El Rey – Quintana Roo
The pre-Hispanic settlement is situated on Cancun Island. Measuring 21 km in length and 400 m at its widest, this is a long strip of land delimited by the Caribbean to the east and by Lake Nichupte to the west. It is surrounded by vast wetlands and mangroves. No one knows the original name but the present-day one is a reference to a sculpture of a human face with an iguana headdress found at the site. El Rey is the largest and most important of the 12 pre-Hispanic sites on the island and chronologically corresponds to the Late Postclassic. It coexisted with San Miguelito, the second largest, Yamil Lu’um (‘undulating land’), Punta Cancun and Pok Ta Pok. However, some of the settlements on the island date back to the Late Preclassic, the most important of which are Coxolnah or ‘house of the mosquito’, situated on a peten or island in the lake area, and El Conchero, a mound of shells and conches left by mollusk-gathering human groups.
History of the explorations
The first geographical reference to the Island of Cancun or Cancuen can be found on a map from 1776 drawn up by the cartographer Juan de Dios Gonzalez. During the 19th century, the island was visited by Captain Richard Owen Smith, John L. Stephens and the Englishman Frederick Catherwood, Alice and Augustus Le Plongeon, William H. Holmes, C. Arnold and F. J. T. Frost; the latter two produced the first drawing of the anthropomorphic head that lends the site its name. In the 20th century, Thomas Gann and Samuel K. Lothrop produced descriptions of various structures as well as several maps and photographs. In 1954, William T. Sanders conducted the first excavations in an attempt to find ceramic materials that would indicate a timeline for the sites of El Rey and San Miguelito. Nine years later, Wyllys Andrews IV led excavations at El Conchero. In the 1970s, Pablo Mayer Guala of the INAH launched the first official research and consolidation project at El Rey. In the subsequent years, the same institution has conducted various consolidation and maintenance works, led by Enrique Terrones G.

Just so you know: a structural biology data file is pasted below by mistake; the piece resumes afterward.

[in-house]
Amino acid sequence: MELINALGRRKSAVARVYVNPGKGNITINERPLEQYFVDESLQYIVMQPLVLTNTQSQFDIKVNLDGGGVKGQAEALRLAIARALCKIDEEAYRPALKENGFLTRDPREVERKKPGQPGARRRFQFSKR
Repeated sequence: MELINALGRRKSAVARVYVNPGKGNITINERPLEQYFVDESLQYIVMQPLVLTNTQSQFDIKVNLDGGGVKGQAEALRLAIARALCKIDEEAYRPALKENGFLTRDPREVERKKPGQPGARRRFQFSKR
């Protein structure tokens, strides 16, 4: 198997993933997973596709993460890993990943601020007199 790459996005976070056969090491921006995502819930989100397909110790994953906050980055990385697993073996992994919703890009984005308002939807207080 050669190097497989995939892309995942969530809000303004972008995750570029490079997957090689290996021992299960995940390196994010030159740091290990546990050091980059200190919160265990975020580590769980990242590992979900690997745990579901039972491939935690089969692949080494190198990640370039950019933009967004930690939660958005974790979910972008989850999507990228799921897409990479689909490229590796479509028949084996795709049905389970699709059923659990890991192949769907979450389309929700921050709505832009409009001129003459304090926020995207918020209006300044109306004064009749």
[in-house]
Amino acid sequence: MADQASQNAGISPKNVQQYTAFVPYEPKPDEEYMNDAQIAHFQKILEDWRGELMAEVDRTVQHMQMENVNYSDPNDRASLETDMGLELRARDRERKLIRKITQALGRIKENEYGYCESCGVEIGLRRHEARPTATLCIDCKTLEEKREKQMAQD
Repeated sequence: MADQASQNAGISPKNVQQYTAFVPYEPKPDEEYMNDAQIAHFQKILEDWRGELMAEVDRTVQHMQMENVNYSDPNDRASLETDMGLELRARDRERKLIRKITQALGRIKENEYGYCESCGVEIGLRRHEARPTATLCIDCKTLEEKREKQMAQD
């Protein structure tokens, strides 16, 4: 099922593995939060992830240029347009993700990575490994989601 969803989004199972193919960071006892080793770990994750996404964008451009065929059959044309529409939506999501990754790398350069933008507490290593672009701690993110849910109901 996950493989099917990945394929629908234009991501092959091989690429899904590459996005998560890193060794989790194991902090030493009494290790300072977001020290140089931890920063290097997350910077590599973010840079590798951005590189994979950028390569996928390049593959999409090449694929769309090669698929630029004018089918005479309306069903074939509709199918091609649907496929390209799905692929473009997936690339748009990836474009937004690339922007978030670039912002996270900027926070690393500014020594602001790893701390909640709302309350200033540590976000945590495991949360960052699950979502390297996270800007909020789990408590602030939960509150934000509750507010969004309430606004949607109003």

When the Spaniards arrived with Francisco Hernandez de Cordoba in 1517, the Yucatan Peninsula was divided into 19 chieftainships and Cancun Island belonged to Ecab. The principal economic activities were fishing, farming and the production of salt, honey, copal (a type of resin) and cotton. Between the 13th and 16th centuries, these products were traded via a vast network of terrestrial and maritime routes covering every coast on the peninsula, from Campeche to Central America. Thanks to its location on the edge of the island and status as just one of several coastal enclaves in the pre-Hispanic commercial network, El Rey was able to trade its marine products: dried fish, stingray spines, utensils and ornaments made of shell and conch. In the same way, various foreign goods were imported into the region: basalt grinding stones, knives and flint projectile points, obsidian cores and daggers, beads and earrings made of jadeite and quartz, rings, ornamental bells and copper tweezers. The limited terrain and saline soil shaped the economy of the ancient inhabitants of Cancun Island. Farming alone could not support a large population where scaly fishing, gathering mollusks and turtles provided the staple diet. The island’s occupants build underground pits (chultunes) to store rainwater and supplement the natural sources of fresh water from cenotes and sinkholes.